There are a lot of fantastic tutorials out there for creating fairy/pixie wings- this is just the way that I chose to do it for my Pixie costume.
I started out by figuring out how large I wanted the wings to be (HCC cosplay has a wonderful write up here on learning to scale things for yourself in cosplay which is definitely worth a read- that’s pretty much how I scale things for myself, so I’m not going to re-write what they’ve already explained beautifully there). Once size was figured out, I grabbed my reference photos of the wings I wanted to make and painted the general shape onto some pieces of cardstock. To start out with, I only made one side of the pair of wings (one upper wing and one lower wing).
The lines aren’t the cleanest, but that’s fine- the next step is to cut out the white parts with an x-acto knife and that gives me a chance to clean up the edges of the black lines.
Once all of the white parts have been cut out of the wings, I lay them down on more cardstock and traced their outline to make the other two wings (actually, technically I went the super lazy route and just spray painted them over the other cardstock to create the outline for the other two wings). Since I was using white cardstock and I needed the wing veins to be black I ended up spray painting the cardstock black after it was all cut out.
I used iridescent cellophane (you can buy it online in rolls- I think they also sell it at Michael’s craft stores- it seems to be used for wrapping gift baskets generally) for the shimmery wing membranes. You can get some neat effects by crinkling it up, heating it, burning it, etc- it’s fun to experiment with. For my Pixie wings, I crinkled up a bunch of it to give it some texture, then lay it flat on the floor (or whatever your workspace is- I always work on the floor because I’m amazingly clumsy and always manage to knock things off tables…). I sprayed one side of my painted cardstock wing vein pieces with spray adhesive and then set them down on the cellophane to attach them. Once all of my wing vein pieces were attached to the big sheet of cellophane, I cut them out (be careful, the cellophane tears really easily!).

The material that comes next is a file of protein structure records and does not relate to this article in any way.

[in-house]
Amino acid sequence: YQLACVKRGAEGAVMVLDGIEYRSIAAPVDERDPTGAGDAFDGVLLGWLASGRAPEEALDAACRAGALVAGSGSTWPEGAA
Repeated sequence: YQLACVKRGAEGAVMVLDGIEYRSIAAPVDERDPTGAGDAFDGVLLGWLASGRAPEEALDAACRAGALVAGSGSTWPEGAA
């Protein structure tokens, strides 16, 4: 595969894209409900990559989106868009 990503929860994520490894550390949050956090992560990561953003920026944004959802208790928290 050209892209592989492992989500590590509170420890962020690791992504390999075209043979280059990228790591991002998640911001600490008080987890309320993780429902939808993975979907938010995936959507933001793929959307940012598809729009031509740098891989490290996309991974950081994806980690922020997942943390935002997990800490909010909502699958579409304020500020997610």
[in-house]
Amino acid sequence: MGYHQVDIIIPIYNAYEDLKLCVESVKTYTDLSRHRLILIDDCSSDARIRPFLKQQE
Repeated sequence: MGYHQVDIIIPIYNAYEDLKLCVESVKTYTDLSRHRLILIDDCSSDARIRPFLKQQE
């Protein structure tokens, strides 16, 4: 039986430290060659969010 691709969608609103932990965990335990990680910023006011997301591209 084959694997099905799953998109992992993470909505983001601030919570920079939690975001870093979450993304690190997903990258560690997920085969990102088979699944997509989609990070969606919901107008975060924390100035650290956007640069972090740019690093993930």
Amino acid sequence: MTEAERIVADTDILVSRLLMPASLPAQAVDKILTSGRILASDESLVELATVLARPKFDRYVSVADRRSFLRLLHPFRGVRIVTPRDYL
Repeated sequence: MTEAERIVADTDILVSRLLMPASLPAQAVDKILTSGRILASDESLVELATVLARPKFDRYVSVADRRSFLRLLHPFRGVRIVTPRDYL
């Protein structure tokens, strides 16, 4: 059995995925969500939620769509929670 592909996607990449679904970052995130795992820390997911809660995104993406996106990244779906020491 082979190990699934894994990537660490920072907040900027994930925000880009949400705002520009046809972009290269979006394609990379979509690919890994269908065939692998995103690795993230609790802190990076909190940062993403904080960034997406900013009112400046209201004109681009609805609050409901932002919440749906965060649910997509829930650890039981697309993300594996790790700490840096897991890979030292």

To stabilize the wings, I glued (E-6000) a single piece of aluminum wire along the top of the wing and then let it trail off at the base of the wing. The extra bit of wire is what I would later use to attach the wings to my little harness that went under my Pixie bodysuit.
That’s pretty much it. You can use a hair dryer or heat gun to tighten up the cellophane if it’s too flimsy between your wing veins- be careful not to melt it though. These wings have actually held up surprisingly well considering what they’re made of. If you were feeling ambitious and wanted to spend significantly more money, making the wing veins out of thin metal produces beautiful and far more durable results. For my project I was leaning towards spending as little as possible- all of the materials cost less than $20 for these wings.
During a shoot, photo by Nicole Ciaramella. Wings held into a specific pose for the shoot with gaffer’s tape.
As a final note, the harness that I made for these wings had little channels in it that the pieces of wire for the wings fit into. I wore it underneath my costume and the channels on the harness had to be accessed through grommets in the back of my costume. I couldn’t put the wings on without help, but it made for a nearly seamless attachment which made me really happy- and since there are pretty much no photos of the back of my costume you would probably never know that I spent the time to do that… C’est la vie.